When you begin to move up in the customer service field, you'll need to take your work ethic to the next level. Do this by showing initiative at every turn and constantly striving to make customers' experiences better and more satisfying. As you take an increasingly proactive approach to each interaction, you'll be able to improve your skills and performance continually.
Showing initiative can benefit you in a couple of ways. Not only will a proactive approach make you stand out as a stellar midlevel customer service employee but it could also prompt much-needed changes throughout your company. Aim for continual improvement.
In the customer service field, providing quick resolutions is a key part of the job. It's important to remember, however, that the fast and easy solution isn't always the best one.
In many cases, demonstrating patience with a challenging customer will generate a much better result than a rapid resolution ever could. As you practice patience and allow for extra time in a customer service setting, remember to draw on your empathy, too. Showing that you understand your customers' needs is bound to result in satisfied clients who remember how valued you made them feel.
Senior-Level Customer Service Representative Skills
After working in customer service for a few years and understanding what makes this field tick, you might have the chance to step up the career ladder to a management position. As a customer service supervisor or a customer service manager, you'll typically experience a significant increase in responsibility, along with great pay and a better sense of job satisfaction. Before making this exciting move toward management, make sure you've honed some key skills.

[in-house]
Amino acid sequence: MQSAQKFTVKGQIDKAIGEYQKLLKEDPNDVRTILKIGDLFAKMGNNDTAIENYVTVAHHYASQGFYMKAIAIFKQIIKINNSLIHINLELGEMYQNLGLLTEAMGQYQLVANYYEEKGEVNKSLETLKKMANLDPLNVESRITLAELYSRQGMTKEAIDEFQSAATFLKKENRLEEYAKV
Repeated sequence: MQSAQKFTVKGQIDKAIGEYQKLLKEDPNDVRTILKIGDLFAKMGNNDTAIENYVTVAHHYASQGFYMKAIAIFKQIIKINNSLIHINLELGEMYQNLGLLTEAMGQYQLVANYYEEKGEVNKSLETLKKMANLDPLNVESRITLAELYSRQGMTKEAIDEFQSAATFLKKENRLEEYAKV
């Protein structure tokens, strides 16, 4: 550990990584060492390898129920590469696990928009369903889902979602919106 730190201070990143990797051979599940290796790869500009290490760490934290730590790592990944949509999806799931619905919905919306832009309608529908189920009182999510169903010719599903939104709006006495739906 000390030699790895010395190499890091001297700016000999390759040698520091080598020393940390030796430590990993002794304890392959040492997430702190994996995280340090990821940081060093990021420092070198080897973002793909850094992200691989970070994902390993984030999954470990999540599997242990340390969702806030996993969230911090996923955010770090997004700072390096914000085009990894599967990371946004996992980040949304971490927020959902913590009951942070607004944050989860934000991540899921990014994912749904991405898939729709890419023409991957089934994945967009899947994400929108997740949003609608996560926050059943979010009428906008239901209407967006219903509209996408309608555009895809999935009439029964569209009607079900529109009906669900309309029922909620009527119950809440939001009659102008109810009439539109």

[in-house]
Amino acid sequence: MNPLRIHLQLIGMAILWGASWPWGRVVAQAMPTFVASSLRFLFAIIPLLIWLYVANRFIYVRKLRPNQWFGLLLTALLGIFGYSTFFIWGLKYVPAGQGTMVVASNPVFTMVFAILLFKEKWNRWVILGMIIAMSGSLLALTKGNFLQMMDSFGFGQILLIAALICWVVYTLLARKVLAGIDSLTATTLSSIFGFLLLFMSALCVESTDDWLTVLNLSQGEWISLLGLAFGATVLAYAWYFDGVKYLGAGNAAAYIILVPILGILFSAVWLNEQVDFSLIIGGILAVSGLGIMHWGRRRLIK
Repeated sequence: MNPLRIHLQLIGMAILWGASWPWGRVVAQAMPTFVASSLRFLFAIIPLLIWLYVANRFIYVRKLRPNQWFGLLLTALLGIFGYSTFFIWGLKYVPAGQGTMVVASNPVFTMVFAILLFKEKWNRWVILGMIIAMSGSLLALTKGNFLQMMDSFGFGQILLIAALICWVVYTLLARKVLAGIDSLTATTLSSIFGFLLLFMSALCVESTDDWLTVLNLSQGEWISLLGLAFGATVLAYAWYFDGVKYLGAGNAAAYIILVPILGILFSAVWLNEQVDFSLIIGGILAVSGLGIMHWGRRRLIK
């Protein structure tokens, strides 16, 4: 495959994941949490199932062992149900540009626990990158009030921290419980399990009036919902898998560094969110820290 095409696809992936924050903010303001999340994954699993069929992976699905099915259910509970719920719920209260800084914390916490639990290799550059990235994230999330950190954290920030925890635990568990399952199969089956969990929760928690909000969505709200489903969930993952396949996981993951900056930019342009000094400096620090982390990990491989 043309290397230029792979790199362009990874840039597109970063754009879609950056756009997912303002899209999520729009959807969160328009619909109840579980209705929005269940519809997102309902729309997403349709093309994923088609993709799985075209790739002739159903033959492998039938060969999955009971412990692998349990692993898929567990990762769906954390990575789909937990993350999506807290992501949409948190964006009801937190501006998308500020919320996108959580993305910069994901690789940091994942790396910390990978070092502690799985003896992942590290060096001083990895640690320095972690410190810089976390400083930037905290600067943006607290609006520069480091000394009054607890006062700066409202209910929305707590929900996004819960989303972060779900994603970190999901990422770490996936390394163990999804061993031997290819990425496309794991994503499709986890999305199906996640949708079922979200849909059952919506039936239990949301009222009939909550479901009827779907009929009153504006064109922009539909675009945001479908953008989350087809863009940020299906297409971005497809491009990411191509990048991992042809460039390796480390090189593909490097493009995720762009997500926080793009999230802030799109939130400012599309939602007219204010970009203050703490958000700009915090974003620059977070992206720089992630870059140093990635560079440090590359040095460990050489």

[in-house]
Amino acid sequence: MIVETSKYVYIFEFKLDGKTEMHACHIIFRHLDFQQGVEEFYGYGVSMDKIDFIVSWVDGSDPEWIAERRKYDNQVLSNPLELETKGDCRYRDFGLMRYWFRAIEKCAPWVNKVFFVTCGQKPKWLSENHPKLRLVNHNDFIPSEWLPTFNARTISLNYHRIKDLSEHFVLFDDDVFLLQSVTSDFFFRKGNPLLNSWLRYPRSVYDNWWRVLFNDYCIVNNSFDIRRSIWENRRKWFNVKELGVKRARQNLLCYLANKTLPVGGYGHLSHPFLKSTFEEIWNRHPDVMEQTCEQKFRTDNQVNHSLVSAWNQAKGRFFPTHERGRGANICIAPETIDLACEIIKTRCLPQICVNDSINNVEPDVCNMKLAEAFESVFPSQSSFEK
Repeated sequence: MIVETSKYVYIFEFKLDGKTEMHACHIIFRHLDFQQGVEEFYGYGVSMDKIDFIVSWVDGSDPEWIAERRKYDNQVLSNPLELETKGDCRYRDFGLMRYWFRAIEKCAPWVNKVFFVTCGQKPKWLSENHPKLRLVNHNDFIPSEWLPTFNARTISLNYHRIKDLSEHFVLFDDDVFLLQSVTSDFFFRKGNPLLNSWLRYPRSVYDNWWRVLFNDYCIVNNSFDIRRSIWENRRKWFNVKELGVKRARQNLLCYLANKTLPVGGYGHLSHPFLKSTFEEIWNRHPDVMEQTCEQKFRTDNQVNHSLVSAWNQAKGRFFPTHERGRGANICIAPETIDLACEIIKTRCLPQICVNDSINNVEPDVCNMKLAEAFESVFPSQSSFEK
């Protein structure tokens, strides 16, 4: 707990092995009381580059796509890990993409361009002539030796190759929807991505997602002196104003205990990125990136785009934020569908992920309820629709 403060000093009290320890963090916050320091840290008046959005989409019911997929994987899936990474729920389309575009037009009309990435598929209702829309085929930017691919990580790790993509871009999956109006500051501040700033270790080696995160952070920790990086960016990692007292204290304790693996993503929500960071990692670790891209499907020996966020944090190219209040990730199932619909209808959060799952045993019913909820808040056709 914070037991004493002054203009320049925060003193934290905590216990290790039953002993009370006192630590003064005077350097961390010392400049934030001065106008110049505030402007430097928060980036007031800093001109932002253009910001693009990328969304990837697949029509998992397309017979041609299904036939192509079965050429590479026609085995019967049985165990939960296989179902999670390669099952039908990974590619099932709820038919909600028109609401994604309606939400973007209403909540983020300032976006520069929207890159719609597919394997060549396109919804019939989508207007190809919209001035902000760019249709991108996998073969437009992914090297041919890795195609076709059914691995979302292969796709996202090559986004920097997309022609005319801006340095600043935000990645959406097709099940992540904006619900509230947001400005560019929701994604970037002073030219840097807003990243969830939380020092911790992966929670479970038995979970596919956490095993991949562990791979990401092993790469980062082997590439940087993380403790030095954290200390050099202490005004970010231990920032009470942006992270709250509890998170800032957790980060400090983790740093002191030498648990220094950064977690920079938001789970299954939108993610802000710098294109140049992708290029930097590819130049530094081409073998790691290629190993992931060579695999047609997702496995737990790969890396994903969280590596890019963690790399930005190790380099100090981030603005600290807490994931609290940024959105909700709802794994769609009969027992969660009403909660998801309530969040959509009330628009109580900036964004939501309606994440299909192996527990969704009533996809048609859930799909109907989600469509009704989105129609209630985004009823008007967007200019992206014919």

When you land a job as a customer service manager, you'll encounter your fair share of unhappy customers. In these situations, you should maintain positivity no matter which direction the conversation takes.
Even if you aren't delivering upbeat news or providing customers with the exact response they want, you can turn the interaction around with positive language. Try phasing out negative words and replacing them with positive verbiage that reinforces your message. Customers might not love your answer, but your positive language will help them reframe their reaction.
As a customer service professional, you'll often work from scripts that your company develops. This helps keep your responses consistent, the company's policies intact, and the brand on message.
When you take on a leadership role, however, you'll find that the script doesn't always get the job done. After all, customers are people, too, and they don't always react the way you think they will.
As a manager, you'll need to be as adaptable as possible as you encounter countless surprises. Remember that this next-level skill requires multitasking since you'll need to think on your feet while working to satisfy customers and simultaneously meeting your company's goals.
Do you have the necessary skills to get ahead in this field? Apply for entry-level customer service jobs or senior-level management positions in your preferred industry, and get ready to shine as a customer service professional.